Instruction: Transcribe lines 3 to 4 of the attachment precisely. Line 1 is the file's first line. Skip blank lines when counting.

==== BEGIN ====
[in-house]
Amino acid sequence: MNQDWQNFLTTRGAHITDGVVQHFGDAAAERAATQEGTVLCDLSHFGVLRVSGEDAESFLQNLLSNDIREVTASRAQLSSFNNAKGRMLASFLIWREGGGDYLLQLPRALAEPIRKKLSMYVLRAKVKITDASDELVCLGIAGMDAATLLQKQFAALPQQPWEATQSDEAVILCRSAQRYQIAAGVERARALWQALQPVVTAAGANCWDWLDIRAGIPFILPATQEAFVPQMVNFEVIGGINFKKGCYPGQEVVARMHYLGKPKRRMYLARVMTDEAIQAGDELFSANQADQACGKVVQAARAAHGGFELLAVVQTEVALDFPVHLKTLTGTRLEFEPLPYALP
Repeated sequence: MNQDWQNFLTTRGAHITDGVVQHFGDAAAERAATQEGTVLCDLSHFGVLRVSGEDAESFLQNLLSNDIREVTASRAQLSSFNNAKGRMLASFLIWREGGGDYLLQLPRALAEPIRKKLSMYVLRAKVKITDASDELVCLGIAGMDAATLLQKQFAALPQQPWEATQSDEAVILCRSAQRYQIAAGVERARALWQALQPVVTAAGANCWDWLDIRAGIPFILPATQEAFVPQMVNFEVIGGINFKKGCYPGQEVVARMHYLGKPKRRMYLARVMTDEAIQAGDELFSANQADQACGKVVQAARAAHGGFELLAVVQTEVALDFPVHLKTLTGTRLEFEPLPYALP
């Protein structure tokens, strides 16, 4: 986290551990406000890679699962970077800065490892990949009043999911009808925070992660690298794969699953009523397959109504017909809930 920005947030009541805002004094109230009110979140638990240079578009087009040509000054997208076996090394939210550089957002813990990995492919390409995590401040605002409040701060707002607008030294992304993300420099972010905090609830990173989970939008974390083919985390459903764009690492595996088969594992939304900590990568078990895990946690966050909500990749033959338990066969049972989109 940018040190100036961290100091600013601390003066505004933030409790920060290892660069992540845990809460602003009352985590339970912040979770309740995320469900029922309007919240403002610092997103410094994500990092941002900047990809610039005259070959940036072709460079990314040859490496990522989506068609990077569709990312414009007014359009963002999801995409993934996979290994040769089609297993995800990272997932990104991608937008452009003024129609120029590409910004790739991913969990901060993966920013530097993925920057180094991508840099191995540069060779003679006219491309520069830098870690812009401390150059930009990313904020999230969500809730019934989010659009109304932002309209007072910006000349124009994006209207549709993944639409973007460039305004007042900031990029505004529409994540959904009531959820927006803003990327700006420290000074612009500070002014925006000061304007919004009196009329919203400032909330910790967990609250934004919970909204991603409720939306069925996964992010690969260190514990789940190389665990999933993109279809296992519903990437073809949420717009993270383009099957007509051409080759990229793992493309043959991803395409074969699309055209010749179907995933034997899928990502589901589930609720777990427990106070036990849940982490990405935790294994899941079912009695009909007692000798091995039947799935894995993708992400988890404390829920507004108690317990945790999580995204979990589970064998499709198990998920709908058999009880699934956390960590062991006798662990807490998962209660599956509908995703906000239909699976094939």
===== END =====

Repeated sequence: MNQDWQNFLTTRGAHITDGVVQHFGDAAAERAATQEGTVLCDLSHFGVLRVSGEDAESFLQNLLSNDIREVTASRAQLSSFNNAKGRMLASFLIWREGGGDYLLQLPRALAEPIRKKLSMYVLRAKVKITDASDELVCLGIAGMDAATLLQKQFAALPQQPWEATQSDEAVILCRSAQRYQIAAGVERARALWQALQPVVTAAGANCWDWLDIRAGIPFILPATQEAFVPQMVNFEVIGGINFKKGCYPGQEVVARMHYLGKPKRRMYLARVMTDEAIQAGDELFSANQADQACGKVVQAARAAHGGFELLAVVQTEVALDFPVHLKTLTGTRLEFEPLPYALP
């Protein structure tokens, strides 16, 4: 986290551990406000890679699962970077800065490892990949009043999911009808925070992660690298794969699953009523397959109504017909809930 920005947030009541805002004094109230009110979140638990240079578009087009040509000054997208076996090394939210550089957002813990990995492919390409995590401040605002409040701060707002607008030294992304993300420099972010905090609830990173989970939008974390083919985390459903764009690492595996088969594992939304900590990568078990895990946690966050909500990749033959338990066969049972989109 940018040190100036961290100091600013601390003066505004933030409790920060290892660069992540845990809460602003009352985590339970912040979770309740995320469900029922309007919240403002610092997103410094994500990092941002900047990809610039005259070959940036072709460079990314040859490496990522989506068609990077569709990312414009007014359009963002999801995409993934996979290994040769089609297993995800990272997932990104991608937008452009003024129609120029590409910004790739991913969990901060993966920013530097993925920057180094991508840099191995540069060779003679006219491309520069830098870690812009401390150059930009990313904020999230969500809730019934989010659009109304932002309209007072910006000349124009994006209207549709993944639409973007460039305004007042900031990029505004529409994540959904009531959820927006803003990327700006420290000074612009500070002014925006000061304007919004009196009329919203400032909330910790967990609250934004919970909204991603409720939306069925996964992010690969260190514990789940190389665990999933993109279809296992519903990437073809949420717009993270383009099957007509051409080759990229793992493309043959991803395409074969699309055209010749179907995933034997899928990502589901589930609720777990427990106070036990849940982490990405935790294994899941079912009695009909007692000798091995039947799935894995993708992400988890404390829920507004108690317990945790999580995204979990589970064998499709198990998920709908058999009880699934956390960590062991006798662990807490998962209660599956509908995703906000239909699976094939």